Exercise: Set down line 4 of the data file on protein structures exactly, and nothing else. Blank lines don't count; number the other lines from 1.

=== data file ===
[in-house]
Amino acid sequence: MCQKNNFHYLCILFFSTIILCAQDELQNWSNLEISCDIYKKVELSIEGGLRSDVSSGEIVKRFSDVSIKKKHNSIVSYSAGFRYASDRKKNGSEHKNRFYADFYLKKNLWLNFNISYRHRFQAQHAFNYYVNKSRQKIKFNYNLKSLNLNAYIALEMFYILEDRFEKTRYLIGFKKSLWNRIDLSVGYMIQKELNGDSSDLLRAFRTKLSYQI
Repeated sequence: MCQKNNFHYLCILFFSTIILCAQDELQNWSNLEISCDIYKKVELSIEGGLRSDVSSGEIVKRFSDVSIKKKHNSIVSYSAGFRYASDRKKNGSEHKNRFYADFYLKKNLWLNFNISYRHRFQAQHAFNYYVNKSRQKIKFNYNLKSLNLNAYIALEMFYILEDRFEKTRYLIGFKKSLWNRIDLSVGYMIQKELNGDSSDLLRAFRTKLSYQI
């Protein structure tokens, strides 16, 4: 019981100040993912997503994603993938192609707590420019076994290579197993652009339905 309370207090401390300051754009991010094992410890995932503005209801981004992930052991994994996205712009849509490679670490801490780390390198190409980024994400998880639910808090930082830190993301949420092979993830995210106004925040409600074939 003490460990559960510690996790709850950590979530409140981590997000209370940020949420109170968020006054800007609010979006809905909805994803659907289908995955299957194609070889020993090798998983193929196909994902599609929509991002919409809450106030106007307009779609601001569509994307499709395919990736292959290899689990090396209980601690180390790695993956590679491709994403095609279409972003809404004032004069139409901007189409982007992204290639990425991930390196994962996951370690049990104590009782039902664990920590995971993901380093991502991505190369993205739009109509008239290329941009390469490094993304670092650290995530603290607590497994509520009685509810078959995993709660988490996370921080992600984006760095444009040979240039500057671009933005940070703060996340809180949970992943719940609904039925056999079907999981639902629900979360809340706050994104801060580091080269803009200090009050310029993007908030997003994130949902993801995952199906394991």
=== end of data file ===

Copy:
């Protein structure tokens, strides 16, 4: 019981100040993912997503994603993938192609707590420019076994290579197993652009339905 309370207090401390300051754009991010094992410890995932503005209801981004992930052991994994996205712009849509490679670490801490780390390198190409980024994400998880639910808090930082830190993301949420092979993830995210106004925040409600074939 003490460990559960510690996790709850950590979530409140981590997000209370940020949420109170968020006054800007609010979006809905909805994803659907289908995955299957194609070889020993090798998983193929196909994902599609929509991002919409809450106030106007307009779609601001569509994307499709395919990736292959290899689990090396209980601690180390790695993956590679491709994403095609279409972003809404004032004069139409901007189409982007992204290639990425991930390196994962996951370690049990104590009782039902664990920590995971993901380093991502991505190369993205739009109509008239290329941009390469490094993304670092650290995530603290607590497994509520009685509810078959995993709660988490996370921080992600984006760095444009040979240039500057671009933005940070703060996340809180949970992943719940609904039925056999079907999981639902629900979360809340706050994104801060580091080269803009200090009050310029993007908030997003994130949902993801995952199906394991």